Since its debut, Gravity Rush has adapted quite the reputation. Being an original first-party IP, Sony fans naturally kept it high on their radars. But this isn’t about Sony, or their abundance of first-party support. Gravity Rush has been highly anticipated for its unique gameplay mechanics and interesting art style, making it the most sought after Vita title of 2012. Additionally, the Vita’s general lack of software helped keep all eyes on Gravity Rush. Four months after the platform’s launch, Gravity Rush is finally here, and while it certainly carries its own demerits, Sony Japan has crafted the finest Vita title to date.
The first thing everyone will notice is Gravity Rush’s beautifully cel-shaded visuals. The game’s gritty aesthetic is enhanced with a water-coloured palette, turning the lovely town of Hekseville into picture-perfection. Unfortunately, while the floating town is easy on the eyes, it is a shame that it is so barren. Citizen’s of each district pop in and out of existence, and are only visible from a close distance. While the music and scenery help bring Hekseville to life, the lack of population prevent the gamer from grounding themselves in the atmosphere.
Gravity Rush puts you in the shoes of Kat, a teenage girl who shifts gravity with the help of a mysterious stray cat. The plot constantly raises new mysteries and questions, but hardly answers them. Furthermore, while the game is somewhat plot-heavy, it constantly reminds you to forgive any plotholes and nonsensical logic. The mythology of Gravity Rush isn’t as defined, and confident, as some of Sony’s AAA titles. With that in mind, the quirks of the story make this a tale worth telling. Over time, the Nevi become memorable enemies. Kat’s charm and wit help keep things interesting while you are quickly growing attached to her.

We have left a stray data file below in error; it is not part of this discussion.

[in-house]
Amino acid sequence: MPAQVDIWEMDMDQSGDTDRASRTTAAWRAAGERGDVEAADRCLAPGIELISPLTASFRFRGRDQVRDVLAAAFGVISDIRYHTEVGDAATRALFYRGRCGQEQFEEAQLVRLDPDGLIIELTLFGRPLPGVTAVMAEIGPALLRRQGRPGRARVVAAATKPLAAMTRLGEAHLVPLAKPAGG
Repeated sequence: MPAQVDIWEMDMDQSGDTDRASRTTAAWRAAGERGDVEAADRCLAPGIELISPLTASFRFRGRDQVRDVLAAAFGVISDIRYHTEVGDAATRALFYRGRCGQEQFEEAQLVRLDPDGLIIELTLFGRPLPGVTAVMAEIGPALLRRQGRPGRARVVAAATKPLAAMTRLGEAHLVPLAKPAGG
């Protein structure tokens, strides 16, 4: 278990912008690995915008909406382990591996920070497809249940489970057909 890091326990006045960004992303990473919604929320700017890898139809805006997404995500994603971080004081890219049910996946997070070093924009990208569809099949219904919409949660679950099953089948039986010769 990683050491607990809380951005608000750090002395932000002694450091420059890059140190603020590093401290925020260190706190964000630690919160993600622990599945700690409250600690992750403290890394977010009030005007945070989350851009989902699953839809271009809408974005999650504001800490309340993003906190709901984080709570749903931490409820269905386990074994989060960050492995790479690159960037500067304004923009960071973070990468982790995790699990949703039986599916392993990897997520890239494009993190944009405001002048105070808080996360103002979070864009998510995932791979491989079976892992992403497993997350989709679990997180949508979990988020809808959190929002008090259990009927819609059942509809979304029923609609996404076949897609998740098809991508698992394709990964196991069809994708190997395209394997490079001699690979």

Keep in mind, at the beginning of this review, I claimed that this was the best Vita title to date. Allow me to explain why. Almost immediately, Gravity Rush introduces you to the unique “falling” mechanic that will shift the way you play the entire game. Many games attempt to invent new mechanics, but never are they as memorable and useful as Gravity Rush’s core gameplay.
This isn’t the only redeeming feature of Gravity Rush. In fact, this only scratches the surface. Gravity Rush is a linear open-world game, which allows you to focus on the important stuff. Never are you distracted by a slew of side-quest, and never do you feel lost in an unexplored district. Combining this with missions that are of an appropriate length, Sony has finally found a way to turn an open-world title into a strong narrative. It has that addicting “one more mission” aspect to it.
With that said, Gravity Rush is not for everyone. The combat is clunky, missions can be repetitive, and the game feels portable. It is not grand enough to be a console experience, but it is an adventure that will be looked back on fondly. There are character’s that will stick with you, and lines that will genuinely make you smile, make you chuckle, and make you gasp. Gravity Rush never hides what it is, and gladly reveals it’s identity at every moment it can. This is part of the charm.
As I said, Gravity Rush is not without its problems. It is its charm and originality that help us forget about the clumsy mechanics. Rarely does a game distract me enough to lose track of the hours I’ve played. When I look back on this game, I won’t remember the clumsy melee combat or the open-ended story. Instead, I’ll remember one of the most original games I’ve played in a long time. Truthfully, you have never played a game like Gravity Rush. So what are you waiting for?